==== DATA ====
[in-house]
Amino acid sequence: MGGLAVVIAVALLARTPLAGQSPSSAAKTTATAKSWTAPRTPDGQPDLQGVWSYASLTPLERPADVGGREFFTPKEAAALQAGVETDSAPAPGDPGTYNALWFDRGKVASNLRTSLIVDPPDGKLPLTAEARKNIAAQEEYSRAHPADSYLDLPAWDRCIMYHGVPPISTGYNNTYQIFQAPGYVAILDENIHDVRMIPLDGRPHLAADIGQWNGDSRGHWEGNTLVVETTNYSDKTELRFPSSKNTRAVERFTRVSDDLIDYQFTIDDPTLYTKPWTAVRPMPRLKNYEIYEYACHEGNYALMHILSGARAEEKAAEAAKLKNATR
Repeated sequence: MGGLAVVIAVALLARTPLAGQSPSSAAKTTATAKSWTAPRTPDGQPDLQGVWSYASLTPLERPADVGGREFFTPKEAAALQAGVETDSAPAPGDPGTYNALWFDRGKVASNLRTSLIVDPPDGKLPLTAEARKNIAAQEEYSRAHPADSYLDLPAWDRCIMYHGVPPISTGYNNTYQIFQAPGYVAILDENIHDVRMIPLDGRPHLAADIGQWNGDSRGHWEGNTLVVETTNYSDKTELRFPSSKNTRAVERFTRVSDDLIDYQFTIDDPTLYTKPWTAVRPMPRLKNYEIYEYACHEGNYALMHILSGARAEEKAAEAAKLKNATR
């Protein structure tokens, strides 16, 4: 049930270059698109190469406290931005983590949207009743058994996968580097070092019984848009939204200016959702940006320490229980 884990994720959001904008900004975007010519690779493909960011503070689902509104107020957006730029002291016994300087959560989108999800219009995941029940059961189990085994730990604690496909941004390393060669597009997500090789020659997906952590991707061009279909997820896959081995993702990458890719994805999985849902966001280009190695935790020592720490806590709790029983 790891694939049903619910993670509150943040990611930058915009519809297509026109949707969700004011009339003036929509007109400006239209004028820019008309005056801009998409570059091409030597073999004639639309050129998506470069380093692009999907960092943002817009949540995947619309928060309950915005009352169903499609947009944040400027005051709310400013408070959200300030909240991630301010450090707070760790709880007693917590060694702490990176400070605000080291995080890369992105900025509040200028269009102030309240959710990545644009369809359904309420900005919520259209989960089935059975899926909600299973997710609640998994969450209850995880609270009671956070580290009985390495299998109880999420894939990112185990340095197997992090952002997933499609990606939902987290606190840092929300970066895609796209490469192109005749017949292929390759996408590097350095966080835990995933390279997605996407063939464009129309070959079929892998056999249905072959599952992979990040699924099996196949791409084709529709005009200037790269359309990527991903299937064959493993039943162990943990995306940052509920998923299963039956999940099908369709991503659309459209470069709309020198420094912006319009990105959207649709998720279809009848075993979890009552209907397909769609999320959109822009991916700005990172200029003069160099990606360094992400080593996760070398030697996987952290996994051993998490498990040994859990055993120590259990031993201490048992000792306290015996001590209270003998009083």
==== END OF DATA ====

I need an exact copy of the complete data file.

[in-house]
Amino acid sequence: MGGLAVVIAVALLARTPLAGQSPSSAAKTTATAKSWTAPRTPDGQPDLQGVWSYASLTPLERPADVGGREFFTPKEAAALQAGVETDSAPAPGDPGTYNALWFDRGKVASNLRTSLIVDPPDGKLPLTAEARKNIAAQEEYSRAHPADSYLDLPAWDRCIMYHGVPPISTGYNNTYQIFQAPGYVAILDENIHDVRMIPLDGRPHLAADIGQWNGDSRGHWEGNTLVVETTNYSDKTELRFPSSKNTRAVERFTRVSDDLIDYQFTIDDPTLYTKPWTAVRPMPRLKNYEIYEYACHEGNYALMHILSGARAEEKAAEAAKLKNATR
Repeated sequence: MGGLAVVIAVALLARTPLAGQSPSSAAKTTATAKSWTAPRTPDGQPDLQGVWSYASLTPLERPADVGGREFFTPKEAAALQAGVETDSAPAPGDPGTYNALWFDRGKVASNLRTSLIVDPPDGKLPLTAEARKNIAAQEEYSRAHPADSYLDLPAWDRCIMYHGVPPISTGYNNTYQIFQAPGYVAILDENIHDVRMIPLDGRPHLAADIGQWNGDSRGHWEGNTLVVETTNYSDKTELRFPSSKNTRAVERFTRVSDDLIDYQFTIDDPTLYTKPWTAVRPMPRLKNYEIYEYACHEGNYALMHILSGARAEEKAAEAAKLKNATR
């Protein structure tokens, strides 16, 4: 049930270059698109190469406290931005983590949207009743058994996968580097070092019984848009939204200016959702940006320490229980 884990994720959001904008900004975007010519690779493909960011503070689902509104107020957006730029002291016994300087959560989108999800219009995941029940059961189990085994730990604690496909941004390393060669597009997500090789020659997906952590991707061009279909997820896959081995993702990458890719994805999985849902966001280009190695935790020592720490806590709790029983 790891694939049903619910993670509150943040990611930058915009519809297509026109949707969700004011009339003036929509007109400006239209004028820019008309005056801009998409570059091409030597073999004639639309050129998506470069380093692009999907960092943002817009949540995947619309928060309950915005009352169903499609947009944040400027005051709310400013408070959200300030909240991630301010450090707070760790709880007693917590060694702490990176400070605000080291995080890369992105900025509040200028269009102030309240959710990545644009369809359904309420900005919520259209989960089935059975899926909600299973997710609640998994969450209850995880609270009671956070580290009985390495299998109880999420894939990112185990340095197997992090952002997933499609990606939902987290606190840092929300970066895609796209490469192109005749017949292929390759996408590097350095966080835990995933390279997605996407063939464009129309070959079929892998056999249905072959599952992979990040699924099996196949791409084709529709005009200037790269359309990527991903299937064959493993039943162990943990995306940052509920998923299963039956999940099908369709991503659309459209470069709309020198420094912006319009990105959207649709998720279809009848075993979890009552209907397909769609999320959109822009991916700005990172200029003069160099990606360094992400080593996760070398030697996987952290996994051993998490498990040994859990055993120590259990031993201490048992000792306290015996001590209270003998009083």